The PPU was a complicated piece of machinery. Only one had been on Alpha, and while there had been some scattered post-Breakaway discussion had occurred about trying to create a duplicate unit, this had started turning into demands, most recently at a Command Conference. Approval had been granted to increase the priority for Engineering and Manufacturing to study the data and start proposing timelines and various resource needs to construct another elsewhere on base.

Unfortunately, that didn't solve their current problem, and the setback, hopefully minor, had Medical Section more nervous, and considering whether to order some additional rationing. Other meat sources were not practical at this time. There were a number of birds, but to take only a few of each species would barely add more than a small snack for the whole of the base, and would reduce their genetic range and damage long-term chances of creating a larger viable food-providing population. News had come that the coldbirds, even fewer in numbers, might never be a possible food source. Discussion and planning to increase the fish population was more promising, but still a mid-term goal, not something which could help now.

One of Tony Verdeschi's guards had suggested that even with mild rationing, someone could get an overwhelming 'urge' to grab up a bird or fish on the sly, and Tony had started posting guards around the various Zoology labs, usually two per location. This was not unlike the guards usually present around Protein Storage and the two Seed Stores. The one or two doves and few small fish occasionally kept in Recreation Centre were removed back to Zoology for now.

Some minor grumbling which had started with the first rationing, was already getting worse after Medical's later posting to the Alpha Information System.

This was all a reminder that Alpha's survival was much too dependent on the Protein Production Unit -- and that at any time, damage to any of certain pieces of key equipment could kill them, quickly or slowly.

What was troubling was the original decompression incident which had damaged the PPU was still cause unknown.

It was not a pleasant end to a weekend where everyone tried to ignore a deepening worry, or where the worry had started bringing some closer together, in their concern, or out of remembering again how precarious life was. Not that they needed much reminder, but this one was coming from within. That too was not new, either.

M-420 DAB 1530-2050: Anomaly

Something was not adding up. Or more precisely, something about the raw sensor data seemed to collate to something....

Main Computer saw nothing in the readings. Maya had shifted her attention from readings around the time of the decompression near the PPU, to new readings from days later, after the Moon had left the planetless star system, curious to see what Alphan sensors could currently scan near them while interstellar. Again, the Terran computer found nothing, other than Alpha's satellite network, and a few stray larger rocks in various orbits. The latter had been picked up in the last couple of weeks, since the Moon had been cleared of everything else before and during passage through the Alk^inharda Bridge.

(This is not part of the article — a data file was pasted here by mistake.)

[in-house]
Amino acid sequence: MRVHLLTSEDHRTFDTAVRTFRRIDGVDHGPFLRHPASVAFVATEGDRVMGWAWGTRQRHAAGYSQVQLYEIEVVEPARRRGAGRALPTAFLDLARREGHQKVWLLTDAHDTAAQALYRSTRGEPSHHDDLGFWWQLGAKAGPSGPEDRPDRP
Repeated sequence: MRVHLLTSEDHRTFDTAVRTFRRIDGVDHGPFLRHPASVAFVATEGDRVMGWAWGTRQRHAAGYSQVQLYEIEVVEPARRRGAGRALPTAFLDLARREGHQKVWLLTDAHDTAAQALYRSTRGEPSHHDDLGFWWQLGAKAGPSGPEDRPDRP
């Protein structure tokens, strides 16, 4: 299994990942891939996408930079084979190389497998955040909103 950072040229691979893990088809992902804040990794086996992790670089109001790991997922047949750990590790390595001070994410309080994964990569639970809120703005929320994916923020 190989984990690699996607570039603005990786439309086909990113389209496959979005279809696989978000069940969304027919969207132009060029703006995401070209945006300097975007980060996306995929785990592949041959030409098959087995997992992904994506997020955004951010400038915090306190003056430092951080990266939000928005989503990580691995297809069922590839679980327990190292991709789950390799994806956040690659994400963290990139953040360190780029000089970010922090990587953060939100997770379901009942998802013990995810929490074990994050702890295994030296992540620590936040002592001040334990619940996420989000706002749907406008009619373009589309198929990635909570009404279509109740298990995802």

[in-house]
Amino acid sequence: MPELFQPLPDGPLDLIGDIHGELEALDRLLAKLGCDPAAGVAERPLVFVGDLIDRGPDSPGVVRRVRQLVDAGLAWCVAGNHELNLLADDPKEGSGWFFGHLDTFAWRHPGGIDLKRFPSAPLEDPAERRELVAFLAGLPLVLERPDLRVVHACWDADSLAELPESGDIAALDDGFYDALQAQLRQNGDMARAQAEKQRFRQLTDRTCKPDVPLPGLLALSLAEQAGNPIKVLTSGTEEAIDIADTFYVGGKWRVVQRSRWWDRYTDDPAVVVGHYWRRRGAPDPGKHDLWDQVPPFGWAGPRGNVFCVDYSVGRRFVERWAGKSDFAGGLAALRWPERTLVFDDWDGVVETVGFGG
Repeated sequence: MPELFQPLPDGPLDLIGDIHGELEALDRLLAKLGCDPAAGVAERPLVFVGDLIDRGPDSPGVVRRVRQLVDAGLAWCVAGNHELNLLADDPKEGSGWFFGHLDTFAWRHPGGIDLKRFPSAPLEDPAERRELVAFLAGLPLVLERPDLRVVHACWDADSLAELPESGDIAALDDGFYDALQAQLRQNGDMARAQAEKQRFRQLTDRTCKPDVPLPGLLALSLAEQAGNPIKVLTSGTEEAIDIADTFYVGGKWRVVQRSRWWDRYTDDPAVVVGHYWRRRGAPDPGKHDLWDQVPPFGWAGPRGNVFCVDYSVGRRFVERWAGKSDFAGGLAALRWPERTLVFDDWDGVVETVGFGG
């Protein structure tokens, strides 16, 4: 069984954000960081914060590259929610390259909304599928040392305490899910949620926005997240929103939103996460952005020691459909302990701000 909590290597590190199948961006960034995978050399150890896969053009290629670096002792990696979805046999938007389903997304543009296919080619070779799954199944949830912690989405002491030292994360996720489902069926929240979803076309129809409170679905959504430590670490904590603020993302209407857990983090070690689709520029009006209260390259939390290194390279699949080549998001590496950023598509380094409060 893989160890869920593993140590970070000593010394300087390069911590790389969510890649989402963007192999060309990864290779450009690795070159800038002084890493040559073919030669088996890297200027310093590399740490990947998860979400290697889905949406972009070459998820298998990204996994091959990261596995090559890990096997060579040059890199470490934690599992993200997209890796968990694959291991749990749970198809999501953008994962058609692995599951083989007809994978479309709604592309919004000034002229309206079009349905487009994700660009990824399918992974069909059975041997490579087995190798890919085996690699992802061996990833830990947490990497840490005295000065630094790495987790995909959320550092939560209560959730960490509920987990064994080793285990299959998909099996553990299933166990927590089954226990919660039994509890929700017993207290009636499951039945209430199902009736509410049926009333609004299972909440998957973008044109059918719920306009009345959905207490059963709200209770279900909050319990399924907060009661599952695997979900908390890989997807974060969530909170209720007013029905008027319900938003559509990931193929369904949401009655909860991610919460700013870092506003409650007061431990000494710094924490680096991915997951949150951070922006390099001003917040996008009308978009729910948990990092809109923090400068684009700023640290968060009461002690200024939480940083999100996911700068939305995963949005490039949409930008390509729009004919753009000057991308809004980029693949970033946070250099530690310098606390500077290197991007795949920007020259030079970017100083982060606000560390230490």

Maya frowned again. Since she had started going through hyper-interlaced computer monitor's filled with raw sensor data, she thought she kept seeing a pattern, though its meaning eluded her.

Suddenly, however, she was able to collate some arrayed ellipticals in her mind, and obtain a location. But a location for what? Maybe it was just some hardware or software flaw in Alphan systems, rather than something in space.

So she cleared her mind a little, and tried different calculations in her mind. She ran more data, collating the elliptical imagery in a different way, rotating 3-D data slices around a 4-D object she could not directly picture. The pattern -- meaning still unknown -- persisted. It might not be anything of concern, but still....

It was getting late in Alpha's evening, but Maya had little doubt that the Commander would accept an interruption. She checked his commlock/duty status, which was Off Duty but not Do Not Disturb, so she decided to call.

Twenty minutes later, the Commander was looking at her, asking, "So... what? Asteroids? Another distant comet? A ship? Some sort of oddity with our hyperspatial bubble?"

Maya shrugged. "I don't know. It may be worth a closer approach and deeper scans."

"Our bubble is huge when between stars. You're talking an essentially full-range mission with a Refueling need."

"I understand," she said simply. She was grasping the leadership role of her officer assignment in some ways, but at other times, she was not. This time it was the latter, for she was just providing data when the one-on-one circumstance meant she was also free to provide her opinion.

"Are you suggesting it is worth exploring?" the Commander asked.

"I doubt it is of much concern, but it is an anomaly in the data at least. Still, I do not want to be wasting base resources needlessly."

"We don't lack for nuclear material to process into fuel."

"Or to waste people's time. Still, I was trying to further understand what Computer is capable of detecting now, directly, or could be made capable with little effort, or what would take more effort, or new subsystems altogether. Your -- our -- systems may even weakly detect some patterns familiar to me but in a way unfamiliar to me, without any of us being aware until I look more deeply. So it would be helpful to obtain more scan data."